Kids' safety corner

A elementary school boy smelling a natural gas scratch 'n sniff card. (18-150.13)

We have resources on energy safety for teachers and parents to share with kids and teens, including activities designed for students ages five to 12.

Safety tips for kids

We all use energy safely every day to heat our homes, cook our food and keep our computers running. But there are a few things you should be aware of to make sure you stay safe around natural gas and electricity.

General safety

  • Ask for permission before using things that give off heat, like stoves and fireplaces.
  • Always obey warning signs and stay out of fenced areas with warning signs – there may be equipment at work that could hurt you.

Natural gas 

We make sure natural gas has a funny smell, like boiled or rotten eggs. That’s because we want you to be able to smell natural gas leaks. Smell boiled or rotten eggs? Tell an adult right away, then go outside together and call the FortisBC Emergency Line at 1-800-663-9911 (24 hours) or 911.

A few more tips to keep you safe around natural gas:

  • Never climb on or play near gas meters.
  • Don’t attach anything to a gas meter. This includes locking up your bike or tying your dog’s leash to the meter.
  • Click or call before you dig. Gas lines are buried under the soil and if you dig and hit one, it could cause problems for the whole neighbourhood.


  • Never mix water and electricity.
  • Never touch or play with exposed wires or electric outlets.
  • Stay at least 10 metres away from power lines – about the length of a school bus.
  • Tell an adult or call 911 if you see a fallen power line, and stay away from it.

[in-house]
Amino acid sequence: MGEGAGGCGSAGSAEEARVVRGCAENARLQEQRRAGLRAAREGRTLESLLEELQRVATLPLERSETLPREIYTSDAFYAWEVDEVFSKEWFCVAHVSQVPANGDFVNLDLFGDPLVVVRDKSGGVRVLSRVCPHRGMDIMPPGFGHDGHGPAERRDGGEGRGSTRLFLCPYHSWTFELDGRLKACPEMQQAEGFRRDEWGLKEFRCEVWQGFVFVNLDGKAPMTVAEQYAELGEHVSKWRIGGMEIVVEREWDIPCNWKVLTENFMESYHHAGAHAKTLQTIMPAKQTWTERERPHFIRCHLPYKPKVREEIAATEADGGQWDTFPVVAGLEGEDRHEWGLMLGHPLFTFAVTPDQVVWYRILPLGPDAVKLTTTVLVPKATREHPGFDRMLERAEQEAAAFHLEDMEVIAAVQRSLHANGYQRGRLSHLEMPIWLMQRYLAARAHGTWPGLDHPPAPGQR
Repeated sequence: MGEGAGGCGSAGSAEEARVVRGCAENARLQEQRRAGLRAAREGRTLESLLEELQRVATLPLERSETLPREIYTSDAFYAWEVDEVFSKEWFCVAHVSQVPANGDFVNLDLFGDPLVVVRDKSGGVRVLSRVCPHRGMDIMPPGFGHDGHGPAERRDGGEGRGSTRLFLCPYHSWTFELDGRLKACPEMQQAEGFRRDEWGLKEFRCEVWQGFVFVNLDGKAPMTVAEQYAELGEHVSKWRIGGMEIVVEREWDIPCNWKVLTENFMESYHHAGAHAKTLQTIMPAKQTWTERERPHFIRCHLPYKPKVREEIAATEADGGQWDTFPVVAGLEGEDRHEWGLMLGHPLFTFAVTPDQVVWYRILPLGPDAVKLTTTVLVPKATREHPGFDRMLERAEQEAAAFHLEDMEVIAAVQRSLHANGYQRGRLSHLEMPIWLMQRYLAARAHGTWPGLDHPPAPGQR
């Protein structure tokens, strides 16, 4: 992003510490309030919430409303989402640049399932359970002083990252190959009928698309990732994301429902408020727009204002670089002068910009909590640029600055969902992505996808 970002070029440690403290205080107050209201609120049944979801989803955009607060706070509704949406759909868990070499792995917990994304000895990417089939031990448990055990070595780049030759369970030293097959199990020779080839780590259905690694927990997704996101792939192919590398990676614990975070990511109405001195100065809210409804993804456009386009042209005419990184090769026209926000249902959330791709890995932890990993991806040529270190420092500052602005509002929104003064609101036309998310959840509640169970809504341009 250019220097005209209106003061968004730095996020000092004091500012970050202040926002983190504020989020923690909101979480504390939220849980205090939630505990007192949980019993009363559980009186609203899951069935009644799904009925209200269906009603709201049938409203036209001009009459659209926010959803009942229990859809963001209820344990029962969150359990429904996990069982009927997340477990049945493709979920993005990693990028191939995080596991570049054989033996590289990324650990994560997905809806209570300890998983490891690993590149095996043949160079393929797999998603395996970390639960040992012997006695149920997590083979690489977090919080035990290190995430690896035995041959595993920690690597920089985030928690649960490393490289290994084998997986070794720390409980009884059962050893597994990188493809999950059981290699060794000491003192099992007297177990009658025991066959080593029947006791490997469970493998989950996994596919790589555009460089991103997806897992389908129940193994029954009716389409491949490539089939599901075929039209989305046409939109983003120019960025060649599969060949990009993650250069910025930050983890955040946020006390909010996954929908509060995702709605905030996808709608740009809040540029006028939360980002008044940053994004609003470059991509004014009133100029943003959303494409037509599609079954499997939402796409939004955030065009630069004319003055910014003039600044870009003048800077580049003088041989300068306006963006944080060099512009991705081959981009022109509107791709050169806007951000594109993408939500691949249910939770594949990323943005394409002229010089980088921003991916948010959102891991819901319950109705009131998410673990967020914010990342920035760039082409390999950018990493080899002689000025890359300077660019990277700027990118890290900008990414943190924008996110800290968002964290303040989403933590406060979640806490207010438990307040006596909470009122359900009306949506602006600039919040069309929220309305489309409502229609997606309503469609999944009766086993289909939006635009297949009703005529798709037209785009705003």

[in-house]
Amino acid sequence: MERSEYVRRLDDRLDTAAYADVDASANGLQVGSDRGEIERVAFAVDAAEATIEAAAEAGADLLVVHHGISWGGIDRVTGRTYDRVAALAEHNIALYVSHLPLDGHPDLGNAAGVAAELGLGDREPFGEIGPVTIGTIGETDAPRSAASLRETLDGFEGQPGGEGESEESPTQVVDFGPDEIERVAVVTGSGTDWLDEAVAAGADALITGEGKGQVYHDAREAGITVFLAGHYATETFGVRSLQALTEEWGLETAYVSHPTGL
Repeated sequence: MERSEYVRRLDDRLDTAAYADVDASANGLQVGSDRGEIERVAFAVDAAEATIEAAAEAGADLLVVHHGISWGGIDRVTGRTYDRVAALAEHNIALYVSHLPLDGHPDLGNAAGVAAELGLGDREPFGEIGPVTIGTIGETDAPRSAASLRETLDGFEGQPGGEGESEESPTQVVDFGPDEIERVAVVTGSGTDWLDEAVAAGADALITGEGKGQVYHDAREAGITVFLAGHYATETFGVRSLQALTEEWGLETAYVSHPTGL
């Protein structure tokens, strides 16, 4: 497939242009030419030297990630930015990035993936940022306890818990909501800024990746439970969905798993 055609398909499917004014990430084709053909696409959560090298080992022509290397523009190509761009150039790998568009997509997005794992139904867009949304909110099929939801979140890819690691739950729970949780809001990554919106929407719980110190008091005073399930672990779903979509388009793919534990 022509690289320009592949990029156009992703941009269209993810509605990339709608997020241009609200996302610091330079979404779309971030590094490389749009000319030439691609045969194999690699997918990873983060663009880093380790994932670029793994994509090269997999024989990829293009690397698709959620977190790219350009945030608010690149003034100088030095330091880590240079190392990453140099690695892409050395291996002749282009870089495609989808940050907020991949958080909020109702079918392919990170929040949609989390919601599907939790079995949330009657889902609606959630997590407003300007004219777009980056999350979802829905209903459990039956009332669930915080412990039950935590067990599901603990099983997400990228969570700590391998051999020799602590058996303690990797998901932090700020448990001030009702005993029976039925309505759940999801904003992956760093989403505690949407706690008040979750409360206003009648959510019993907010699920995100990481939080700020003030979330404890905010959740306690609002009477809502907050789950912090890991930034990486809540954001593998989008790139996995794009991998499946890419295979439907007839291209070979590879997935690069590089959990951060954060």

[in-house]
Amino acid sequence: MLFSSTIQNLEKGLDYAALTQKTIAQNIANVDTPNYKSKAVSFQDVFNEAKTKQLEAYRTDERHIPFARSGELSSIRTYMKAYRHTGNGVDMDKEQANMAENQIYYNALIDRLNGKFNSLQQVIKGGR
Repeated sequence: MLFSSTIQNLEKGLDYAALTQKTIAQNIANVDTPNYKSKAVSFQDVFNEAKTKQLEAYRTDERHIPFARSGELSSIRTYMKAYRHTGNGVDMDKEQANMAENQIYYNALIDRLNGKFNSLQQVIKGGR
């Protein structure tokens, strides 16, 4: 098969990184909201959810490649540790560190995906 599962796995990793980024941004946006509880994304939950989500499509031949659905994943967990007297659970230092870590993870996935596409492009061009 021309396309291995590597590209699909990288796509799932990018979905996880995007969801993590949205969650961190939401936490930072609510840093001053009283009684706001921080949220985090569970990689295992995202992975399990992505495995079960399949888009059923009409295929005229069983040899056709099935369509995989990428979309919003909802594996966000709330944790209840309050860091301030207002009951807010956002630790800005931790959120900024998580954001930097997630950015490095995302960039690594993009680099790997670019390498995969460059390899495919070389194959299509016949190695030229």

• Never try to get a balloon or kite that is tangled in a power line. Ask an adult to call your electricity utility.

Make a personal emergency kit for children

If your child is at school when an accident or emergency occurs, a personal emergency kit they can leave at school can provide comfort and necessary items.

Include your family emergency plan

You can buy ready-made kits online or assemble one yourself to be stored in their locker, cubby hole or other convenient location at school. Include a copy of your family’s emergency plan with:

  • where you will meet in an emergency
  • names and contact information for each family member
  • the name of the person authorized to pick up your kids if you can’t get there
  • the name and number of an out-of-town emergency contact

What to pack

If possible, pack enough food and water for three days. Here are some ideas to get you started: 

  • granola bars or other quick-energy, child-friendly foods that don’t require heating
  • bottled water
  • whistle
  • emergency blanket
  • flashlight and batteries and/or lightstick
  • basic first aid kit, such as adhesive bandages
  • hygiene supplies, such as small pack of tissues, sanitary wipes or antibacterial lotion, comb and toothbrush and toothpaste
  • comfort items, such as a book or game to pass the time, a toy or stuffed animal and/or a compact album with family photos

Customize the kit according to your child’s preferences, the climate where you live (for example, you may wish to add extra clothing or socks and gloves) and your school’s policies (such as nuts or allergens).

In collaboration with the BC Lions and Live It Earth, we support educational materials for teachers and students around energy efficiency, conservation and how to be positive environmental stewards